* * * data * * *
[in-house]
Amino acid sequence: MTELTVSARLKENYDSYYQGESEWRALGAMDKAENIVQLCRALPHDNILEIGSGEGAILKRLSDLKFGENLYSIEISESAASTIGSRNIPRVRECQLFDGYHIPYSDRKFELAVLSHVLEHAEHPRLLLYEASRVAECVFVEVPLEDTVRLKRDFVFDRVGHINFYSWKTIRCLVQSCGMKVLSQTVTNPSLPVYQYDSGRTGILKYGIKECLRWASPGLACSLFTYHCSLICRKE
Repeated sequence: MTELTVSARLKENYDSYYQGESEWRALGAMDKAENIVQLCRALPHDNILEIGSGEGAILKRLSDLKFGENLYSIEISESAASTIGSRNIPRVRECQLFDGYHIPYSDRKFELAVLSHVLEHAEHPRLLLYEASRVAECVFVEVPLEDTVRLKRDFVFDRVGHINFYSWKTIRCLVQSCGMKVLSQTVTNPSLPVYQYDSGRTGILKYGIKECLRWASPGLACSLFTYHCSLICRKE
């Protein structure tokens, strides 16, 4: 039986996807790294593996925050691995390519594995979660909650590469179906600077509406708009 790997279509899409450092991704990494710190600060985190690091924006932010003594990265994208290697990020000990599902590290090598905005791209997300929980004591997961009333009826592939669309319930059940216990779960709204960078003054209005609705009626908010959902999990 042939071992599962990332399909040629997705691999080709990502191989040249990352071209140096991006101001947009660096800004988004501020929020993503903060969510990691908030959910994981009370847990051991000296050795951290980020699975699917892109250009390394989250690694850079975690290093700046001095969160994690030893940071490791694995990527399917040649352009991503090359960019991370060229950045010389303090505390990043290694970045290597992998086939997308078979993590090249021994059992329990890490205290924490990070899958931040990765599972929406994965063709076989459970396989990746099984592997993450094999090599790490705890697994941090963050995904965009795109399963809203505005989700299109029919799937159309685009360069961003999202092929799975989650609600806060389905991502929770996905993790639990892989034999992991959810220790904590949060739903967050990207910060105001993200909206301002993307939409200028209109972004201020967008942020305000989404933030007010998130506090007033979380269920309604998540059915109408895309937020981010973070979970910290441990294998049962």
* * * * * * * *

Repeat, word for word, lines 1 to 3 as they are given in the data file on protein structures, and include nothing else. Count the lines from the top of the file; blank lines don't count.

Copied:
[in-house]
Amino acid sequence: MTELTVSARLKENYDSYYQGESEWRALGAMDKAENIVQLCRALPHDNILEIGSGEGAILKRLSDLKFGENLYSIEISESAASTIGSRNIPRVRECQLFDGYHIPYSDRKFELAVLSHVLEHAEHPRLLLYEASRVAECVFVEVPLEDTVRLKRDFVFDRVGHINFYSWKTIRCLVQSCGMKVLSQTVTNPSLPVYQYDSGRTGILKYGIKECLRWASPGLACSLFTYHCSLICRKE
Repeated sequence: MTELTVSARLKENYDSYYQGESEWRALGAMDKAENIVQLCRALPHDNILEIGSGEGAILKRLSDLKFGENLYSIEISESAASTIGSRNIPRVRECQLFDGYHIPYSDRKFELAVLSHVLEHAEHPRLLLYEASRVAECVFVEVPLEDTVRLKRDFVFDRVGHINFYSWKTIRCLVQSCGMKVLSQTVTNPSLPVYQYDSGRTGILKYGIKECLRWASPGLACSLFTYHCSLICRKE